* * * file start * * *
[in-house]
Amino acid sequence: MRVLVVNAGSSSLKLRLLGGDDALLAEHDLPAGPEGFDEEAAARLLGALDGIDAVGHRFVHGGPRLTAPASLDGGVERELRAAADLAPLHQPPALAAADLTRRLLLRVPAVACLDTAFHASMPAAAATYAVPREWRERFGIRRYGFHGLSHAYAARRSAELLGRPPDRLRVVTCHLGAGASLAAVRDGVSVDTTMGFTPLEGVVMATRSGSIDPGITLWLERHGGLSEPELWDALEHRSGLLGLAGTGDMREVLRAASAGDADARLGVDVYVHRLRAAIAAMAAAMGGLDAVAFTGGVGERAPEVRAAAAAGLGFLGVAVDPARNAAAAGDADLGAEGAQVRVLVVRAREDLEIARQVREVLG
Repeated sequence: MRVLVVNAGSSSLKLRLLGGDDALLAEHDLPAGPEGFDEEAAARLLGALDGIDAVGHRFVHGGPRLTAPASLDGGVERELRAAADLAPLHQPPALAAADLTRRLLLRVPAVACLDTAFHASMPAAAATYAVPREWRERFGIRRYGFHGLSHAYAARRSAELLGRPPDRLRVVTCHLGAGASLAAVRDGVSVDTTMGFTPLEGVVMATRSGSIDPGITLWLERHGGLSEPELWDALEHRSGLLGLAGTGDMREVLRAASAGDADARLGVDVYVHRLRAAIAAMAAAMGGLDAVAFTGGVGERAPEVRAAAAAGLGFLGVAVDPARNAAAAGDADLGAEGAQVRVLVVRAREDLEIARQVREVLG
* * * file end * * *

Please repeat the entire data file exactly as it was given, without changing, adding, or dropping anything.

[in-house]
Amino acid sequence: MRVLVVNAGSSSLKLRLLGGDDALLAEHDLPAGPEGFDEEAAARLLGALDGIDAVGHRFVHGGPRLTAPASLDGGVERELRAAADLAPLHQPPALAAADLTRRLLLRVPAVACLDTAFHASMPAAAATYAVPREWRERFGIRRYGFHGLSHAYAARRSAELLGRPPDRLRVVTCHLGAGASLAAVRDGVSVDTTMGFTPLEGVVMATRSGSIDPGITLWLERHGGLSEPELWDALEHRSGLLGLAGTGDMREVLRAASAGDADARLGVDVYVHRLRAAIAAMAAAMGGLDAVAFTGGVGERAPEVRAAAAAGLGFLGVAVDPARNAAAAGDADLGAEGAQVRVLVVRAREDLEIARQVREVLG
Repeated sequence: MRVLVVNAGSSSLKLRLLGGDDALLAEHDLPAGPEGFDEEAAARLLGALDGIDAVGHRFVHGGPRLTAPASLDGGVERELRAAADLAPLHQPPALAAADLTRRLLLRVPAVACLDTAFHASMPAAAATYAVPREWRERFGIRRYGFHGLSHAYAARRSAELLGRPPDRLRVVTCHLGAGASLAAVRDGVSVDTTMGFTPLEGVVMATRSGSIDPGITLWLERHGGLSEPELWDALEHRSGLLGLAGTGDMREVLRAASAGDADARLGVDVYVHRLRAAIAAMAAAMGGLDAVAFTGGVGERAPEVRAAAAAGLGFLGVAVDPARNAAAAGDADLGAEGAQVRVLVVRAREDLEIARQVREVLG